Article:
Mumbai: Gallops restaurant must pay Rs 40 crore in dues to Turf Club

High Court arbitrator dismisses restaurant’s tenancy claim; Turf club says Gallops needs to cough up more than Rs 40 crore in dues

Gallops, is the oldest restaurant on the Mahalaxmi turf
Gallops, is the oldest restaurant on the Mahalaxmi turf

The BJRs (this is an acronym for promoters Bobby Singh, Jasmine Singh and Rahul Malik) who run the landmark 'Gallops' restaurant in the members enclosure of the Mahalaxmi race course have been in dispute with the Royal Western India Turf Club (RWITC) since 2009, when BJR filed a claim for tenancy under the Maharashtra Rent Control Act, and stopped paying, "the Club its dues from the year 2009/10 onwards till date, the principal amount owed to the RWITC as on date is over Rs 40 crore," says Vivek Jain, chairman RWITC.

Gallops restaurant at the Mahalaxmi Racecourse
Gallops restaurant at the Mahalaxmi Racecourse

Now, Justice Ferdinand Rebello, appointed arbitrator by the High Court in November 2014 in an order on May 12 this year, has dismissed the claim of M/s BJRs (Gallops) that they are 'tenants' and hence only entitled to 'pay standard rent'. The Arbitrator has confirmed that he has jurisdiction to settle the dispute and the agreement between the between the RWITC and BJRs was a conducting agreement giving only catering rights.

Vivek Jain (left) with another racing professional at Mahalaxmi during the Breakfast of Champions meet
Vivek Jain (left) with another racing professional at Mahalaxmi during the Breakfast of Champions meet

Long-standing feud
The racecourse and Gallops have been embroiled in a longstanding feud at Mahalaxmi. Gallops is the oldest Food & Beverages (F &B) outlet on the turf, much before other players came in, sniffing the potential of the location.

In 2008, the RWITC gave a catering contract to Gallops (BJRs) on for 10 years at an initial R10 crore with escalation after 3 years. The initial conducting fee was R3.25 crore + taxes per annum.

Then, in mid-2009, the BJRs sent notice of tenancy and agreed only to pay "standard rent," after which it filed a suit for declaration of tenancy, in November that year. With the case in court, BJRs obtained an ad interim injunction from the Small Causes Court on November 20, 2009 in support of their tenancy claim.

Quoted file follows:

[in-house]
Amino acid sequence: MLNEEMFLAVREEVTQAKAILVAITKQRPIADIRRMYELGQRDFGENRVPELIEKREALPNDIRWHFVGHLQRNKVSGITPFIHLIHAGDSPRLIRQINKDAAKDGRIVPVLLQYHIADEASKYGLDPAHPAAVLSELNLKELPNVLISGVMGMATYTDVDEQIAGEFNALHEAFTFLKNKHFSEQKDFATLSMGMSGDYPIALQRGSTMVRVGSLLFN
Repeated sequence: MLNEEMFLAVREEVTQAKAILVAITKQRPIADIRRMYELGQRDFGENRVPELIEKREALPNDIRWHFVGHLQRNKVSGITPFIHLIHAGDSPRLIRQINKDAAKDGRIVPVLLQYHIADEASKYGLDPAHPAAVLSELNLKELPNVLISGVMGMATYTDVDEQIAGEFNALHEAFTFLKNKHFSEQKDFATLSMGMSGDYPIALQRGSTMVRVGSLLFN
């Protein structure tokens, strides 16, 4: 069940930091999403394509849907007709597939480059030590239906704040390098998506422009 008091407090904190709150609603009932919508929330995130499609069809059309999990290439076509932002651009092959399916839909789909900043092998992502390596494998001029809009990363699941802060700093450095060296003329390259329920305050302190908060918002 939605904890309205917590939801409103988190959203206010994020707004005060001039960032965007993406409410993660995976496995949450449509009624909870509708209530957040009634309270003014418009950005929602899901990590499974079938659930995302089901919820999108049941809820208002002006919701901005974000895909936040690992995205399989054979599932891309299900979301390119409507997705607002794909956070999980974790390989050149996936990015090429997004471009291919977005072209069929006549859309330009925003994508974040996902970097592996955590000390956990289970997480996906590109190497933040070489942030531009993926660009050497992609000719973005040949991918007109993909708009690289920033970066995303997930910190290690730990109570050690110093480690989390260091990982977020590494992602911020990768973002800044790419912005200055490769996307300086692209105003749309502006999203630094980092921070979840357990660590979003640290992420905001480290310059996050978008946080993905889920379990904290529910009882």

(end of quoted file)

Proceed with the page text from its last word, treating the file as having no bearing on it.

The Turf club then invoked arbitration proceedings in the same month. The hearings were completed end of last year and this order came on May 12.

Salient points are: BJRs had prayed for a declaration that the respondent (BJRs/ Gallops) was a tenant of the Gallops premises. This stands rejected and the RWITC was able to establish that during the entire period of 23 years from 1986 to 2009 (when the restaurant was run) BJRs did not write a single letter to the RWITC claiming that it was a tenant on its premises.

A relieved Jain said, "This is a thumping order in favour of the Club. The basic issue of tenancy raised by BJRs and which was the reason for the dispute was rejected by Arbitrator. They can appeal the order, but under the Arbitration Act, on limited grounds only."

Asked if this fight was "worth it" as many members of the club were concerned about the club's legal bills, draining the RWITC of finance in cash strapped times, Jain said, "The amount is hugely substantial. The legal fee represents a fraction of the dues to the Club, as a public body we had to contest their various cases against us." BJRs representatives were unavailable for comment. Calls to the restaurant were answered by a man who gave his name as 'Joy' and stated that the three promoters were, "out of the country and could not be reached for comment. Gallops said they would tell a representative to get back to the reporter, but it never did.

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